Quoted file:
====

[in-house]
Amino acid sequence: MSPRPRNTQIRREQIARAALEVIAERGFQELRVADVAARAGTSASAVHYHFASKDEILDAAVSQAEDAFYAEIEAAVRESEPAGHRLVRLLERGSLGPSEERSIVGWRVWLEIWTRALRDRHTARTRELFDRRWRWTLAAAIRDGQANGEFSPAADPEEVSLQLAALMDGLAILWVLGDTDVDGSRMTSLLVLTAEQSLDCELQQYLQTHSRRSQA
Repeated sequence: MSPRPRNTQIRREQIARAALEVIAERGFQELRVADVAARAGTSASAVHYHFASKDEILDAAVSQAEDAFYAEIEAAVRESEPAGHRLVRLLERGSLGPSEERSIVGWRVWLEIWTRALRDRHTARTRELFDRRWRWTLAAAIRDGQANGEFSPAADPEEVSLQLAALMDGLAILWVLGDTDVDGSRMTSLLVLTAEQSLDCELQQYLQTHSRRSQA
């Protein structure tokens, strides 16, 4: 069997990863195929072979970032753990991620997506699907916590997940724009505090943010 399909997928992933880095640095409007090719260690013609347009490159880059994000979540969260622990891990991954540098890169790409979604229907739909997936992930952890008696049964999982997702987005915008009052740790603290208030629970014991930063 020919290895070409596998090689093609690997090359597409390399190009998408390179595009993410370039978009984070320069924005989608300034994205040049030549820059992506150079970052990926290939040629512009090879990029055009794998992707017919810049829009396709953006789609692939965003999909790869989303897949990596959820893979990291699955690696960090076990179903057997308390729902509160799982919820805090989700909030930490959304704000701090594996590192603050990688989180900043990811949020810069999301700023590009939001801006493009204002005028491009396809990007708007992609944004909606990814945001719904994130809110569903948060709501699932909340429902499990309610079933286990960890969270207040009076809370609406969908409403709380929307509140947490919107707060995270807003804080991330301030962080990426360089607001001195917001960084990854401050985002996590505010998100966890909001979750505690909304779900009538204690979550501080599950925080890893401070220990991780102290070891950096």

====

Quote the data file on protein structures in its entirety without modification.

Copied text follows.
[in-house]
Amino acid sequence: MSPRPRNTQIRREQIARAALEVIAERGFQELRVADVAARAGTSASAVHYHFASKDEILDAAVSQAEDAFYAEIEAAVRESEPAGHRLVRLLERGSLGPSEERSIVGWRVWLEIWTRALRDRHTARTRELFDRRWRWTLAAAIRDGQANGEFSPAADPEEVSLQLAALMDGLAILWVLGDTDVDGSRMTSLLVLTAEQSLDCELQQYLQTHSRRSQA
Repeated sequence: MSPRPRNTQIRREQIARAALEVIAERGFQELRVADVAARAGTSASAVHYHFASKDEILDAAVSQAEDAFYAEIEAAVRESEPAGHRLVRLLERGSLGPSEERSIVGWRVWLEIWTRALRDRHTARTRELFDRRWRWTLAAAIRDGQANGEFSPAADPEEVSLQLAALMDGLAILWVLGDTDVDGSRMTSLLVLTAEQSLDCELQQYLQTHSRRSQA
């Protein structure tokens, strides 16, 4: 069997990863195929072979970032753990991620997506699907916590997940724009505090943010 399909997928992933880095640095409007090719260690013609347009490159880059994000979540969260622990891990991954540098890169790409979604229907739909997936992930952890008696049964999982997702987005915008009052740790603290208030629970014991930063 020919290895070409596998090689093609690997090359597409390399190009998408390179595009993410370039978009984070320069924005989608300034994205040049030549820059992506150079970052990926290939040629512009090879990029055009794998992707017919810049829009396709953006789609692939965003999909790869989303897949990596959820893979990291699955690696960090076990179903057997308390729902509160799982919820805090989700909030930490959304704000701090594996590192603050990688989180900043990811949020810069999301700023590009939001801006493009204002005028491009396809990007708007992609944004909606990814945001719904994130809110569903948060709501699932909340429902499990309610079933286990960890969270207040009076809370609406969908409403709380929307509140947490919107707060995270807003804080991330301030962080990426360089607001001195917001960084990854401050985002996590505010998100966890909001979750505690909304779900009538204690979550501080599950925080890893401070220990991780102290070891950096």